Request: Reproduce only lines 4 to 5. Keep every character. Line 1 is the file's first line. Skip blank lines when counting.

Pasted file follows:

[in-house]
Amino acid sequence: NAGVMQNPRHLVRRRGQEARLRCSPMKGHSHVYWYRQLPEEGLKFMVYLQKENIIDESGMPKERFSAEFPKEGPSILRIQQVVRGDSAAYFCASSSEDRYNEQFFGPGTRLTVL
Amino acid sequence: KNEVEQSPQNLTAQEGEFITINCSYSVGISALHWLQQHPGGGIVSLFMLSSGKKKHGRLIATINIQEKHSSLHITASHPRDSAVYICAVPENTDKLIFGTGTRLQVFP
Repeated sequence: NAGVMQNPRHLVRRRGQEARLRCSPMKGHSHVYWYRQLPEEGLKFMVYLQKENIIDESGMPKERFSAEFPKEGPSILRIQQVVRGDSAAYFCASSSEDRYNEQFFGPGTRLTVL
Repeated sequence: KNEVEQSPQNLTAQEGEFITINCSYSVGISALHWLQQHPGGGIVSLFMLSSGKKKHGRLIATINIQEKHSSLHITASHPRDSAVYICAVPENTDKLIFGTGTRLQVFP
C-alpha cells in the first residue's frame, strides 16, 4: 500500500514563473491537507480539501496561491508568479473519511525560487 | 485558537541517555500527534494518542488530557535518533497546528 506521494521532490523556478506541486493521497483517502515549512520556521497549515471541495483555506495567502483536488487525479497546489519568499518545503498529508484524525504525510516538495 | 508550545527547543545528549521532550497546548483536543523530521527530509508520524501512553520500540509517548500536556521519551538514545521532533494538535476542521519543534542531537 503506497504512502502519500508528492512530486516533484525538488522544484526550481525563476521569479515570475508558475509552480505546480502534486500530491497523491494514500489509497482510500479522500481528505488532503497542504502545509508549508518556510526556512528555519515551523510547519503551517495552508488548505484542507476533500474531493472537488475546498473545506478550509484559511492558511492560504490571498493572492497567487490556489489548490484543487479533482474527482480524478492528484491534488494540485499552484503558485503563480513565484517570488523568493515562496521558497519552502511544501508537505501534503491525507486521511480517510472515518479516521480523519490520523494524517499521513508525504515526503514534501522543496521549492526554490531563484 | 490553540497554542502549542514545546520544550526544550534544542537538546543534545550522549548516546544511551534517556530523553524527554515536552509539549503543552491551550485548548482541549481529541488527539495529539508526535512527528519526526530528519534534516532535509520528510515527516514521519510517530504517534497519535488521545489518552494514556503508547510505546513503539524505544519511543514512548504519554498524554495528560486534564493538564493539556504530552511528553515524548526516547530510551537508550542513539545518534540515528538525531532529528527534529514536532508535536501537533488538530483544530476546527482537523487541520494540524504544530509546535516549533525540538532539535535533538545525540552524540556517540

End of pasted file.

Repeated sequence: NAGVMQNPRHLVRRRGQEARLRCSPMKGHSHVYWYRQLPEEGLKFMVYLQKENIIDESGMPKERFSAEFPKEGPSILRIQQVVRGDSAAYFCASSSEDRYNEQFFGPGTRLTVL
Repeated sequence: KNEVEQSPQNLTAQEGEFITINCSYSVGISALHWLQQHPGGGIVSLFMLSSGKKKHGRLIATINIQEKHSSLHITASHPRDSAVYICAVPENTDKLIFGTGTRLQVFP